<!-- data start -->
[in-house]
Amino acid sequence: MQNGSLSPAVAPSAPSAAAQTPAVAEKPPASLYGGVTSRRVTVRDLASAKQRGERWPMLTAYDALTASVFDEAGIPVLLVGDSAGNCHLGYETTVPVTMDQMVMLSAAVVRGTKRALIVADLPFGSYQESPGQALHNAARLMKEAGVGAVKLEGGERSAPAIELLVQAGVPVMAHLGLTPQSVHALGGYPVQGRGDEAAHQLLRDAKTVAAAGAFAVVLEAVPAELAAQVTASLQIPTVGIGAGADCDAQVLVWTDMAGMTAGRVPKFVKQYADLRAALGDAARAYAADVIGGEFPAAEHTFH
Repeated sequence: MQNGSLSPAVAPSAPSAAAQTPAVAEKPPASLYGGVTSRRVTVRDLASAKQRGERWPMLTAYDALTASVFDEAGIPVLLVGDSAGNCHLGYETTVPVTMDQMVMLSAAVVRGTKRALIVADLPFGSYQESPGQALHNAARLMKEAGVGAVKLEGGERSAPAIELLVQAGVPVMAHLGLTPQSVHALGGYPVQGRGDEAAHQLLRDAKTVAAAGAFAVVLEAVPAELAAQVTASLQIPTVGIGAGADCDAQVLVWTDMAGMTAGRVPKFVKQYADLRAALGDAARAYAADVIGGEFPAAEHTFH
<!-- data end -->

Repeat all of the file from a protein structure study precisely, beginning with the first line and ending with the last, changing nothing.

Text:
[in-house]
Amino acid sequence: MQNGSLSPAVAPSAPSAAAQTPAVAEKPPASLYGGVTSRRVTVRDLASAKQRGERWPMLTAYDALTASVFDEAGIPVLLVGDSAGNCHLGYETTVPVTMDQMVMLSAAVVRGTKRALIVADLPFGSYQESPGQALHNAARLMKEAGVGAVKLEGGERSAPAIELLVQAGVPVMAHLGLTPQSVHALGGYPVQGRGDEAAHQLLRDAKTVAAAGAFAVVLEAVPAELAAQVTASLQIPTVGIGAGADCDAQVLVWTDMAGMTAGRVPKFVKQYADLRAALGDAARAYAADVIGGEFPAAEHTFH
Repeated sequence: MQNGSLSPAVAPSAPSAAAQTPAVAEKPPASLYGGVTSRRVTVRDLASAKQRGERWPMLTAYDALTASVFDEAGIPVLLVGDSAGNCHLGYETTVPVTMDQMVMLSAAVVRGTKRALIVADLPFGSYQESPGQALHNAARLMKEAGVGAVKLEGGERSAPAIELLVQAGVPVMAHLGLTPQSVHALGGYPVQGRGDEAAHQLLRDAKTVAAAGAFAVVLEAVPAELAAQVTASLQIPTVGIGAGADCDAQVLVWTDMAGMTAGRVPKFVKQYADLRAALGDAARAYAADVIGGEFPAAEHTFH